Maintenance Tips to Keep Foul Smell at Bay in Your Mercedes Benz 380SEL
Do you know that an average human being spends more or less 4.3 years of his lifetime driving his car? That's probably one reason people consider their car their second home. And much like a home, your wellbeing when driving is largely determined not only by how your Mercedes Benz 380SEL cabin looks but, perhaps more importantly, how it smells. Imagine being behind the wheel for a few hours, with a stinking odor permeating the interior of your vehicle. Annoying? Perhaps even distracting, right?
Well, bad odor is something that develops after a few unattended mishaps in your ride. But you'll be glad to know that there are some things you can do to prevent bad odor in your vehicle cabin. In this article, outlined are some tips to keep odors at bay. Check these maintenance suggestions below:
- Kill odor-causing bacteria in your A/C system.
The air conditioning system is one of the most common breeding grounds of bacteria that cause foul odor to develop in a vehicle, all thanks to the moisture that usually accumulates in the A/C evaporator as it performs its function in cooling your vehicle. In order to prevent odor caused by these bacteria, you need to ensure that the said organisms are kept from accumulating in the evaporator in the first place. What you can do is to spray odor remover to the vents. Another thing is to turn the fan on when you're nearing your destination in order to dry the moisture and keep it from attracting unwanted organisms.
- Wash and clean, wash and clean.
Pay extra attention to parts of your car where crumbs and spills usually accumulate—the cupholders, the tight spaces on the corners and crannies of the seats, and even the mats. Another area where foul smell can linger is the upholstery; it has an absorbing property and can soak up bad odors. The same is true with the seats. Clean these using the right cleaner depending on the materials of the upholstery and the seat, as well as shampoo them as needed. These will take away any dirt that may be causing the foul smell.
- Avoid smoking inside your vehicle.
Cigarette smoke has a strong odor that often sticks to the seats and upholstery. If you typically smoke while behind the wheel of your vehicle, waiting for your wife to finish shopping, or just passing the time, then it won't be long before your vehicle will develop a smoke odor—and this is something that's really hard to remove once there.
- Regularly open your windows when driving
Proper air circulation may be all you need to eliminate the stale odor in your Mercedes Benz 380SEL, and this is something you can achieve not only by keeping the A/C working but also by opening the windows a bit more frequently when you drive. Let air from outside environment get in and flush out any stale odor in your vehicle. Drive with the windows open every once in a while. If you're worried about rain or snow getting in your car, you can invest on vent visors for easier window opening without the hassle.
The Mercedes Benz 380SEL and the New Generation of S-Class Cars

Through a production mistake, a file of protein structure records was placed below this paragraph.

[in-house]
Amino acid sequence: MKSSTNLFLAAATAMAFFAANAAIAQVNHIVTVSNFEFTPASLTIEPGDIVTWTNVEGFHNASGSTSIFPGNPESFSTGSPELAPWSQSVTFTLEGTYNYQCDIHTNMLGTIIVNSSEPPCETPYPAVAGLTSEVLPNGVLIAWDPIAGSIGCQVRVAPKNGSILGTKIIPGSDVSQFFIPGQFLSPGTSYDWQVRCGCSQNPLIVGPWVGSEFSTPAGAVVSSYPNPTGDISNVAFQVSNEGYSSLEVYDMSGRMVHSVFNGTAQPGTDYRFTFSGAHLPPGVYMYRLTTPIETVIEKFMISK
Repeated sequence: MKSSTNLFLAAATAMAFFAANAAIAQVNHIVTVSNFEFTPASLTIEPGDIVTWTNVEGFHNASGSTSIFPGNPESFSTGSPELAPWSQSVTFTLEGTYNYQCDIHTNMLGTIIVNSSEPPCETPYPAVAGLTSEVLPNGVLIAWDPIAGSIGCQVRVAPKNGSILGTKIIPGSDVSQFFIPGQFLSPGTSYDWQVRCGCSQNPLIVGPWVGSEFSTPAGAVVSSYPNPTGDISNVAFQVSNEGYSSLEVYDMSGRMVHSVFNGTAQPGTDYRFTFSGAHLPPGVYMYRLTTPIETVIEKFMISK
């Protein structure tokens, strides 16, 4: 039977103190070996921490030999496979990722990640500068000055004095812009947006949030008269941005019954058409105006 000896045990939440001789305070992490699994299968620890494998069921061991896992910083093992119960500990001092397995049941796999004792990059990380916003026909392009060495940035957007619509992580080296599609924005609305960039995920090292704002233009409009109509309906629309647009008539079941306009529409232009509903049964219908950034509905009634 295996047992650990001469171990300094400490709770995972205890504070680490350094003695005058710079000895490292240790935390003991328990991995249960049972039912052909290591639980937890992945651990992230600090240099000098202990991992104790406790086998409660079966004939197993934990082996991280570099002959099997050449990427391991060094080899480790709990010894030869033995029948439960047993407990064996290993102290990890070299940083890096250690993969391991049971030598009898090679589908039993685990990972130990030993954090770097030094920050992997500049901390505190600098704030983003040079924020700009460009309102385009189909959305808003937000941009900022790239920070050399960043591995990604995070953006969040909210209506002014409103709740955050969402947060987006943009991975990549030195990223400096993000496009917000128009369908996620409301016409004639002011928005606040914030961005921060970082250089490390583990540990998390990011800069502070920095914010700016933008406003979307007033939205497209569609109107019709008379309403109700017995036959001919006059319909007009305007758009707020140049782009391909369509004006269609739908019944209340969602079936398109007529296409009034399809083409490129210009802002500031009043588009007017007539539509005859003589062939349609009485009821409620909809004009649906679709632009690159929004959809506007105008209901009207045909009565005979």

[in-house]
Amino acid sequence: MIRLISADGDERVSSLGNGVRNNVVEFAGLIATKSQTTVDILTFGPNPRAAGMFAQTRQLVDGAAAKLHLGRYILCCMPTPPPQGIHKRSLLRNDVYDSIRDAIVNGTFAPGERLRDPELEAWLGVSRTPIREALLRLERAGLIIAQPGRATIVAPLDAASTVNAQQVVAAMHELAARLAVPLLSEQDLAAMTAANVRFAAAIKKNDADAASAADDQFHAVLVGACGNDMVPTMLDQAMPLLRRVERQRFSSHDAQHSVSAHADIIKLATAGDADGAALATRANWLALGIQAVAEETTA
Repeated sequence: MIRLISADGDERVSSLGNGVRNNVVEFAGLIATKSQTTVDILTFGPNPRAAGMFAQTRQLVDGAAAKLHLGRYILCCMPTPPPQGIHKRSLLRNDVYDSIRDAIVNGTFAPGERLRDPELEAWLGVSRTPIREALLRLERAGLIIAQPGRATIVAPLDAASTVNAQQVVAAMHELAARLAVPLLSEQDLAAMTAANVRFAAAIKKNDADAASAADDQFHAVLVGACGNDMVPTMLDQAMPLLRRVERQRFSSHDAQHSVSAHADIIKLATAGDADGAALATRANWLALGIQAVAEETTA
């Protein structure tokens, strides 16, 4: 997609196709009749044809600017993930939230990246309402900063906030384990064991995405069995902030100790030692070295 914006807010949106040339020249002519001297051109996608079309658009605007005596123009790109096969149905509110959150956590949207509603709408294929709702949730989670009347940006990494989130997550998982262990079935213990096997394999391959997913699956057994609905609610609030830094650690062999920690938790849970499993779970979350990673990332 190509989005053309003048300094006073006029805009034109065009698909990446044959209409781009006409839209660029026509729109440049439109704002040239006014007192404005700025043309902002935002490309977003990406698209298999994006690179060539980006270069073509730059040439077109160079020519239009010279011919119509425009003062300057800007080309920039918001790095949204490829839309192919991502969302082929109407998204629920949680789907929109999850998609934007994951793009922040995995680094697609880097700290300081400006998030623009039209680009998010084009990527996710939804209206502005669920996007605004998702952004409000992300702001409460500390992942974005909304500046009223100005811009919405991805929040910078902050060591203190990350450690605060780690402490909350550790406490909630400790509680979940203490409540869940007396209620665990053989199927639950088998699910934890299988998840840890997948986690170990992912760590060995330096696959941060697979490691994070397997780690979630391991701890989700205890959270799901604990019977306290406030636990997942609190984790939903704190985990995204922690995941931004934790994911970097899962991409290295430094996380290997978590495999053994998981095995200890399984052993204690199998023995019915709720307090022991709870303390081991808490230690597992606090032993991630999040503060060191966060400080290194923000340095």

Sold and manufactured from 1980 to 1985, the 380SEL was one of the vehicles created by Mercedes Benz under its popular W126 series. The W126 line was the company’s longest-running vehicle generation to date. Its sedans were introduced to the, market in 1979 and they were built until 1993. On the other hand, its coupes were made available in the market from 1981 until 1991. Here’s a quick overview of the Mercedes Benz 380SEL and its roots in the W126 line.
Late 1960s: The Mercedes Benz S-class generation
During the late 60s, Mercedes Benz began to develop its second generation S-class line to replace the first and previous generation W116 line. The new range was going to be comprised and full-size cars and grand tourers and they were going to be built using the FR layout. As a result, the brand came up with Project W126 with the goal maintaining the image and reputation of the brand as one of the best luxury automakers in the world. At the same time, the automotive community was at a crossroad towards building more cars that used less fuel. And with this in mind, the designer of the W126 line, Bruno Sacco, integrated new features that would make the sedans and coupes not only fuel-efficient, but also easy to handle and ride.
Early 1970s: Design and development of the W126
During the first half of the 1970s, Mercedes Benz became busy with evaluating and finalizing the details of its new W126 line. However, the process would take longer than expected and the final designs were only finished in 1977.
Late 1970s: An introduction to the W126 line
After taking almost a decade, the W126 line was finally introduced to the market in 1979 at the International Motor Show held at Frankfurt, Germany. Compared to their predecessors, W126 models had a new and different look and this was mainly due to their new polyurethane bumpers—a drastic shift from the traditional chrome bumpers present in older models. Aside from that, their designs were also more aerodynamic. And even though they looked sleeker, they were actually more spacious than their earlier counterparts. The Mercedes Benz 380SEL was one of the first vehicles launched under the W126 line.
Early 1908s: The 380SEL
During its short but good 5-year run, over 27,014 units of the 380SEL were produced and sold in the market. This vehicle utilized the W126.033 chassis and it was powered by a powerful 3.8 L M116.963 V8 engine, which could churn out up to 201 hp at 232 lb•ft of torque. This engine also boasted a maximum speed of 127 mph. Five years after the 380SEL was dropped, the W126 line was replaced by a new generation of S-class vehicles—the W140 line.